We bumped along the road at a 40 degree tilt to the right until we reached a lone house on the hill, we got out and walked up the steep steps to find one of the oldest surviving trees in Central Asia, which is covered in bits of cloth representing villager’s wishes (mostly for a male child). The steep steps led further up the hillside so we traversed them to find a small cave claiming to be the resting place of Kyz Bibi. Legend has it that when an invading force was nearing this unfortunate woman prayed that the mountain would swallow her up rather than allow her honor to be challenged. The mountain obliged and the tiny cave that remains is testament to Kyz Bibi’s bravery.
We continued on our Nohur journey deep into the ravine and then urged the Jeep forward and onto a flat plateau. After 12k we disembarked in a small ravine filled with cows, toads and lizards and marched down the hill following Damat and his granddaughter. They led us through the brush to a clearing made entirely of rock. Damat grinned as he led us right to the edge of the rock plateau and pointed over the edge. “This is easily a 100 foot drop-off” I thought as Damat held his granddaughter’s hand so she could lean way over the edge to catch a glimpse of the waterfall. I snuck a peek as well, the water was pouring out of mountain seemingly conjured from out of nowhere. A small trickle of water ran across the top of the plateau, but this was hardly enough to feed the waterfall. Damat, though easily in his seventies, quickly scaled down the side of the rock face for a better view, with all of us skeptically in his wake. The view was dangerously beautiful, for as you looked around you started to waver from awe and could easily “ooh” and “awe” your way off the edge. We sat for a while, the lizards scurrying in the background, and listened to the falls.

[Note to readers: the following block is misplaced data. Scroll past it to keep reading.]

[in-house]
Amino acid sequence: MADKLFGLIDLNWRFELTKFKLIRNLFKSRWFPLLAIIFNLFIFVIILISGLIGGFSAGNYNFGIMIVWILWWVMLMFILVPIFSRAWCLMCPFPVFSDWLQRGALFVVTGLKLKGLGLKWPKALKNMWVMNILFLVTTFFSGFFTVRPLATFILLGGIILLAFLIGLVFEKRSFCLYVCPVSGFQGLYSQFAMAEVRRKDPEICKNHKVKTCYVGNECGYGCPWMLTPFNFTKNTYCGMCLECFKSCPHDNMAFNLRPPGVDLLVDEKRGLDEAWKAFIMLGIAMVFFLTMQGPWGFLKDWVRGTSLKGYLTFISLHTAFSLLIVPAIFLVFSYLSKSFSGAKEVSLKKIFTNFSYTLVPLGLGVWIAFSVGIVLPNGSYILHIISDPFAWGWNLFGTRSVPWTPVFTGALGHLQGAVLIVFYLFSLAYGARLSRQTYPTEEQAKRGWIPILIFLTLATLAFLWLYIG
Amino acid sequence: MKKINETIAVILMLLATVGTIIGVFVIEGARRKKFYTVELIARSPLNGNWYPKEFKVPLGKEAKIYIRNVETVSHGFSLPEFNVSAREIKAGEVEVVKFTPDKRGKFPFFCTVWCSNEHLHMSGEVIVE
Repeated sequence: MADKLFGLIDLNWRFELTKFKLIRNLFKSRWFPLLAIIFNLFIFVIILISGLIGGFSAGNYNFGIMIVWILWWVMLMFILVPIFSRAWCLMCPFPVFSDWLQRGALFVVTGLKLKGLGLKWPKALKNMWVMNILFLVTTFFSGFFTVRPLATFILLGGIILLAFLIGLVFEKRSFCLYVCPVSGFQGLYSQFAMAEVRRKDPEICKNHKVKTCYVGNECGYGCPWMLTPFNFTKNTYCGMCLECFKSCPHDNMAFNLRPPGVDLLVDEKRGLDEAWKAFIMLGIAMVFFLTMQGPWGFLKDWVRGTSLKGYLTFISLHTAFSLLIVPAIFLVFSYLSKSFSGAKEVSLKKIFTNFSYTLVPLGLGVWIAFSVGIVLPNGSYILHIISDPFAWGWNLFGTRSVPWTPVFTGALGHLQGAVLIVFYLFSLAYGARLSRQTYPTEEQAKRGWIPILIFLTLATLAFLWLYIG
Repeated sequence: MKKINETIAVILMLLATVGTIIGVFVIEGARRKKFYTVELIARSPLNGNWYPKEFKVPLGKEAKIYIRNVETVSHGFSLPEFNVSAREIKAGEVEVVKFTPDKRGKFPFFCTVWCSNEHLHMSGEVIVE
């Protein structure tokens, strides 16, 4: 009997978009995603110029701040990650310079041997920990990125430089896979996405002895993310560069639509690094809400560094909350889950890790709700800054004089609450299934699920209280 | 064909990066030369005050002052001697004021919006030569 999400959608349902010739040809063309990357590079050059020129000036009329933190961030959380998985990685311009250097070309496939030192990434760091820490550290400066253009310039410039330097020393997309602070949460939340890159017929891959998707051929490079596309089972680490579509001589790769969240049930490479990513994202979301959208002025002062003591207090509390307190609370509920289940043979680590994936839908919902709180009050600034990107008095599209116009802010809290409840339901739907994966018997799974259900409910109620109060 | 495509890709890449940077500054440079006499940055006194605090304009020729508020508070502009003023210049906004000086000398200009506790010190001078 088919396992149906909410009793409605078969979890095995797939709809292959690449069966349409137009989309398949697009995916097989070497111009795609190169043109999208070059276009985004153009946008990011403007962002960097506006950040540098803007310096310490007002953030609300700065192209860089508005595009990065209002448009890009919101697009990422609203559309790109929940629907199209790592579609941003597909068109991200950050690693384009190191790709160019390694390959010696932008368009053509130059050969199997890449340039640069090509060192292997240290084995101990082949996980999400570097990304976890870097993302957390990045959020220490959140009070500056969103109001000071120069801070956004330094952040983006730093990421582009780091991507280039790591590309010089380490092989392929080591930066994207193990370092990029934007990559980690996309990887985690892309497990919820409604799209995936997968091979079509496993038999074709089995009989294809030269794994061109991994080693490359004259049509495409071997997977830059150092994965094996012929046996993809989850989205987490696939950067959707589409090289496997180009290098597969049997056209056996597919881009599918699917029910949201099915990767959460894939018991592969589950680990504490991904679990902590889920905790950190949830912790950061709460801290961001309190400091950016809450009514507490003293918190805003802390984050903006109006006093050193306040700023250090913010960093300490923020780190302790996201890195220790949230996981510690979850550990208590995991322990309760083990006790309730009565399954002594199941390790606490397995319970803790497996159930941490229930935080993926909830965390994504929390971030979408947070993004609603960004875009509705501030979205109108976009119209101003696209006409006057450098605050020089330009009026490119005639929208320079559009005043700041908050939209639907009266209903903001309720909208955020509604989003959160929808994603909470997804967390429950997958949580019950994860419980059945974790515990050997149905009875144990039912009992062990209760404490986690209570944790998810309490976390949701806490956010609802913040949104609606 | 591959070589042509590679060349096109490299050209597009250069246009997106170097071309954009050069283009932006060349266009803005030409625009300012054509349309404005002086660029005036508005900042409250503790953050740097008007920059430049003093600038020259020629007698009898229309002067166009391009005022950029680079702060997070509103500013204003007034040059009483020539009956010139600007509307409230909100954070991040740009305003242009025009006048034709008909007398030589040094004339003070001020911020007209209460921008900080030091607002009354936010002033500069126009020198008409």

Back at the house Damat’s wife had prepared plov and tomato salad for dinner. Damat waved her away good naturedly and steered us to a house nearby that was his son’s. Inside a frail but beautiful girl, his daughter-in-law, was weaving silk. The loom stretched from one wall to the other, and required amazing dexterity as she pumped the loom with her feet and passed the shuttle with her able hands. The silk takes several days to make, but they wanted only $20 per piece, which is about 6 feet long. We watched her work for several minutes and then easily coughed up the money for a fine piece of blue silk.
Back at Damat’s house, his wife had set the tarp out on the roof of the house so we could watch the sun finish setting. We all took our places on the floor around the tarp and began to eat. “What is that thing?” I yelped before I could control the urgency in my voice. Mike looked over and caught a quick glimpse, “it’s a scorpion!” We sat silently looking around, our heads rotating like an owls. I grabbed my notepad and quickly sketched a scorpion and showed it to Damat, who leaped up with an agility that shocked me, and ran to the spot. The critter was long gone, but Damat informed us that they were very bad, and we should be careful. We sat on the roof into the late evening as the sun gave way to the moon and a blanket of stars filled the sky. Nohur’s lights came on one by one as we watched, and soon the whole valley was specked with soft yellow bulbs. Late into the evening a chanting rose from the valley, the last call to prayer. We watched the stars circle the mosque as the moon dipped behind a hill, and listened to the chanting prayers of a devout village, a hidden village, as it prayed its way to sleep.